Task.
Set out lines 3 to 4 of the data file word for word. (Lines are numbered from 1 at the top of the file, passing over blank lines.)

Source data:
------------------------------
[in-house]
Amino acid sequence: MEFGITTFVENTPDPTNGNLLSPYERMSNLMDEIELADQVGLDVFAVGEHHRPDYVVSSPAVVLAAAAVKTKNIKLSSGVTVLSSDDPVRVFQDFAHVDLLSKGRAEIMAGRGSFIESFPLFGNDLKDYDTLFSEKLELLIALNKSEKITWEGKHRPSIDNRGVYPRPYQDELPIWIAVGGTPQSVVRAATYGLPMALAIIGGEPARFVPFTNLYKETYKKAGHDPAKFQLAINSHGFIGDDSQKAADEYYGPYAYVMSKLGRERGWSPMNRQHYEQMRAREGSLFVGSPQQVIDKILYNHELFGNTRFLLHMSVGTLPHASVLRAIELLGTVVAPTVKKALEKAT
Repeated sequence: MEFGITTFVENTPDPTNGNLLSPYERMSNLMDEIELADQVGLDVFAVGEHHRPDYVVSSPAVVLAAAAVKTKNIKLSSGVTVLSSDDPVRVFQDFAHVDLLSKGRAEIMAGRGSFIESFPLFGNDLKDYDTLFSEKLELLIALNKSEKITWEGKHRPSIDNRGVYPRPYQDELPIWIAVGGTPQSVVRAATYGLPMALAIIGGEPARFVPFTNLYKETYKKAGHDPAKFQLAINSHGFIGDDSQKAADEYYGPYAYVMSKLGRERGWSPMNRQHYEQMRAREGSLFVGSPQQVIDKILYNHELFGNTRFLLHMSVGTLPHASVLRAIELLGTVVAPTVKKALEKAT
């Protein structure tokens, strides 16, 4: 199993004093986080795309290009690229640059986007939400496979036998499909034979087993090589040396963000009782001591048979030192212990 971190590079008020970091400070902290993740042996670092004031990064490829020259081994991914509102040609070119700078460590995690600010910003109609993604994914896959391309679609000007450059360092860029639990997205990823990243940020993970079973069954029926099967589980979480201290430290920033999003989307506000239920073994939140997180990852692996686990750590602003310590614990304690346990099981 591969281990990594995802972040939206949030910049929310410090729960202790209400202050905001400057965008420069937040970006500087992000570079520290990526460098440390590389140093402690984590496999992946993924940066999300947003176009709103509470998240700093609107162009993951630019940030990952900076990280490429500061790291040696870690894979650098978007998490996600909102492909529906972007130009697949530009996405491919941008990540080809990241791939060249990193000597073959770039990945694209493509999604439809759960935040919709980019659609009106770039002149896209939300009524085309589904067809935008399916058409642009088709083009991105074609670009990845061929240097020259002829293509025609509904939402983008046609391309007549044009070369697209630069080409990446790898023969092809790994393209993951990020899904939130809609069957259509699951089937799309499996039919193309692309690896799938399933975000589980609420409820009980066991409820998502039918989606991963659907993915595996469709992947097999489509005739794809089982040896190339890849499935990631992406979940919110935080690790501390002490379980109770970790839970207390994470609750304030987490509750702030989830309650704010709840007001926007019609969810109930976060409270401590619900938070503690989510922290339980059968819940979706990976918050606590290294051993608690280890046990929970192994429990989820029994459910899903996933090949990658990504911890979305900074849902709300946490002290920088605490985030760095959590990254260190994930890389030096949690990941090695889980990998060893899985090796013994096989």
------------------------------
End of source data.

Repeated sequence: MEFGITTFVENTPDPTNGNLLSPYERMSNLMDEIELADQVGLDVFAVGEHHRPDYVVSSPAVVLAAAAVKTKNIKLSSGVTVLSSDDPVRVFQDFAHVDLLSKGRAEIMAGRGSFIESFPLFGNDLKDYDTLFSEKLELLIALNKSEKITWEGKHRPSIDNRGVYPRPYQDELPIWIAVGGTPQSVVRAATYGLPMALAIIGGEPARFVPFTNLYKETYKKAGHDPAKFQLAINSHGFIGDDSQKAADEYYGPYAYVMSKLGRERGWSPMNRQHYEQMRAREGSLFVGSPQQVIDKILYNHELFGNTRFLLHMSVGTLPHASVLRAIELLGTVVAPTVKKALEKAT
């Protein structure tokens, strides 16, 4: 199993004093986080795309290009690229640059986007939400496979036998499909034979087993090589040396963000009782001591048979030192212990 971190590079008020970091400070902290993740042996670092004031990064490829020259081994991914509102040609070119700078460590995690600010910003109609993604994914896959391309679609000007450059360092860029639990997205990823990243940020993970079973069954029926099967589980979480201290430290920033999003989307506000239920073994939140997180990852692996686990750590602003310590614990304690346990099981 591969281990990594995802972040939206949030910049929310410090729960202790209400202050905001400057965008420069937040970006500087992000570079520290990526460098440390590389140093402690984590496999992946993924940066999300947003176009709103509470998240700093609107162009993951630019940030990952900076990280490429500061790291040696870690894979650098978007998490996600909102492909529906972007130009697949530009996405491919941008990540080809990241791939060249990193000597073959770039990945694209493509999604439809759960935040919709980019659609009106770039002149896209939300009524085309589904067809935008399916058409642009088709083009991105074609670009990845061929240097020259002829293509025609509904939402983008046609391309007549044009070369697209630069080409990446790898023969092809790994393209993951990020899904939130809609069957259509699951089937799309499996039919193309692309690896799938399933975000589980609420409820009980066991409820998502039918989606991963659907993915595996469709992947097999489509005739794809089982040896190339890849499935990631992406979940919110935080690790501390002490379980109770970790839970207390994470609750304030987490509750702030989830309650704010709840007001926007019609969810109930976060409270401590619900938070503690989510922290339980059968819940979706990976918050606590290294051993608690280890046990929970192994429990989820029994459910899903996933090949990658990504911890979305900074849902709300946490002290920088605490985030760095959590990254260190994930890389030096949690990941090695889980990998060893899985090796013994096989």